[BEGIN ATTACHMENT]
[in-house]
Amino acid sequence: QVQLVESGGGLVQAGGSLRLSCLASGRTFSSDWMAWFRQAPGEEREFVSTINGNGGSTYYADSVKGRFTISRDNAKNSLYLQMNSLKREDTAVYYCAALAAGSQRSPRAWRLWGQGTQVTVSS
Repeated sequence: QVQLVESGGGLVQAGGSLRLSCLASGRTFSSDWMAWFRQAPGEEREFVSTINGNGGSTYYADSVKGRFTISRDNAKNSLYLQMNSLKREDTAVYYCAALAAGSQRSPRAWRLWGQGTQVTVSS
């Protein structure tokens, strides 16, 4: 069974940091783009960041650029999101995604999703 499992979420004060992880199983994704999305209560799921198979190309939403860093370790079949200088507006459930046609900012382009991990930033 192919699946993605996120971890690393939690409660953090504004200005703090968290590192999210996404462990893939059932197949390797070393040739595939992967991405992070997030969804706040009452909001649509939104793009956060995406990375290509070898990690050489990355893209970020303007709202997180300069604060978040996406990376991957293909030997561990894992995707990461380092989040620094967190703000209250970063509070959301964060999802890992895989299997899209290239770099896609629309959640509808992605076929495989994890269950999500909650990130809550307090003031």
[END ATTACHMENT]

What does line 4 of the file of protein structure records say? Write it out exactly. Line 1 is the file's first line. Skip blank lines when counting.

């Protein structure tokens, strides 16, 4: 069974940091783009960041650029999101995604999703 499992979420004060992880199983994704999305209560799921198979190309939403860093370790079949200088507006459930046609900012382009991990930033 192919699946993605996120971890690393939690409660953090504004200005703090968290590192999210996404462990893939059932197949390797070393040739595939992967991405992070997030969804706040009452909001649509939104793009956060995406990375290509070898990690050489990355893209970020303007709202997180300069604060978040996406990376991957293909030997561990894992995707990461380092989040620094967190703000209250970063509070959301964060999802890992895989299997899209290239770099896609629309959640509808992605076929495989994890269950999500909650990130809550307090003031």